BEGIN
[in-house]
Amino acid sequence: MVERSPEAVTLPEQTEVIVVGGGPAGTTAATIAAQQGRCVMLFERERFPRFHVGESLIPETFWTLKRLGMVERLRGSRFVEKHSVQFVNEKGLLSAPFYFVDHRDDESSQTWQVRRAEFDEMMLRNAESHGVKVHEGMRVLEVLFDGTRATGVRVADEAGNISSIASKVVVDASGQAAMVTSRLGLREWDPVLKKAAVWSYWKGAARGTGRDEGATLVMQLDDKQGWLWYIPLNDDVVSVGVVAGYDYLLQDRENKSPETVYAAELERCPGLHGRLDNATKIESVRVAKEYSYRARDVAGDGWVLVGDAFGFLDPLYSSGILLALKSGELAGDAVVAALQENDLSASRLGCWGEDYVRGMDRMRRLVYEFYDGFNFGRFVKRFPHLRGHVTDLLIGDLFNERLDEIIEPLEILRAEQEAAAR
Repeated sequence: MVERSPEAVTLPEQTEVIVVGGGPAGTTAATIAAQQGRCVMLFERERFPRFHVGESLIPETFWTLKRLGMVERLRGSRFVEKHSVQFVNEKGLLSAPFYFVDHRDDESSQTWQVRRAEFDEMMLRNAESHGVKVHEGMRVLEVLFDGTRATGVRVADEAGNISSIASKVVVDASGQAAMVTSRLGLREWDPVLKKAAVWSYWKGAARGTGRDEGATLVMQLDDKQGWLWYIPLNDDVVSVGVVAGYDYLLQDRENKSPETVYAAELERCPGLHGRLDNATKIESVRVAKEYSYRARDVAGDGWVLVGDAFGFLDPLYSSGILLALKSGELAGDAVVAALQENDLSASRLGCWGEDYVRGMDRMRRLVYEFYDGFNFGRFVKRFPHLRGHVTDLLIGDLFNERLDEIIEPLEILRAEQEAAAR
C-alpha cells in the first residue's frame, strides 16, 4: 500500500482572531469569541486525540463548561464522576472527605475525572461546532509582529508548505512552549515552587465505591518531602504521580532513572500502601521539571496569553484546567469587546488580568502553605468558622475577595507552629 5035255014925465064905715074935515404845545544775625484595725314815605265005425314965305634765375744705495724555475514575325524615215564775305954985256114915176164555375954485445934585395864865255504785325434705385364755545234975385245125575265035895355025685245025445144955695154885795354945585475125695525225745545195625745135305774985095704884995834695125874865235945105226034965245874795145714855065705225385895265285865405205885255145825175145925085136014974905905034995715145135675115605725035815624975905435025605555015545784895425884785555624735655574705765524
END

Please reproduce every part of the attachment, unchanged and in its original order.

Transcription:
[in-house]
Amino acid sequence: MVERSPEAVTLPEQTEVIVVGGGPAGTTAATIAAQQGRCVMLFERERFPRFHVGESLIPETFWTLKRLGMVERLRGSRFVEKHSVQFVNEKGLLSAPFYFVDHRDDESSQTWQVRRAEFDEMMLRNAESHGVKVHEGMRVLEVLFDGTRATGVRVADEAGNISSIASKVVVDASGQAAMVTSRLGLREWDPVLKKAAVWSYWKGAARGTGRDEGATLVMQLDDKQGWLWYIPLNDDVVSVGVVAGYDYLLQDRENKSPETVYAAELERCPGLHGRLDNATKIESVRVAKEYSYRARDVAGDGWVLVGDAFGFLDPLYSSGILLALKSGELAGDAVVAALQENDLSASRLGCWGEDYVRGMDRMRRLVYEFYDGFNFGRFVKRFPHLRGHVTDLLIGDLFNERLDEIIEPLEILRAEQEAAAR
Repeated sequence: MVERSPEAVTLPEQTEVIVVGGGPAGTTAATIAAQQGRCVMLFERERFPRFHVGESLIPETFWTLKRLGMVERLRGSRFVEKHSVQFVNEKGLLSAPFYFVDHRDDESSQTWQVRRAEFDEMMLRNAESHGVKVHEGMRVLEVLFDGTRATGVRVADEAGNISSIASKVVVDASGQAAMVTSRLGLREWDPVLKKAAVWSYWKGAARGTGRDEGATLVMQLDDKQGWLWYIPLNDDVVSVGVVAGYDYLLQDRENKSPETVYAAELERCPGLHGRLDNATKIESVRVAKEYSYRARDVAGDGWVLVGDAFGFLDPLYSSGILLALKSGELAGDAVVAALQENDLSASRLGCWGEDYVRGMDRMRRLVYEFYDGFNFGRFVKRFPHLRGHVTDLLIGDLFNERLDEIIEPLEILRAEQEAAAR
C-alpha cells in the first residue's frame, strides 16, 4: 500500500482572531469569541486525540463548561464522576472527605475525572461546532509582529508548505512552549515552587465505591518531602504521580532513572500502601521539571496569553484546567469587546488580568502553605468558622475577595507552629 5035255014925465064905715074935515404845545544775625484595725314815605265005425314965305634765375744705495724555475514575325524615215564775305954985256114915176164555375954485445934585395864865255504785325434705385364755545234975385245125575265035895355025685245025445144955695154885795354945585475125695525225745545195625745135305774985095704884995834695125874865235945105226034965245874795145714855065705225385895265285865405205885255145825175145925085136014974905905034995715145135675115605725035815624975905435025605555015545784895425884785555624735655574705765524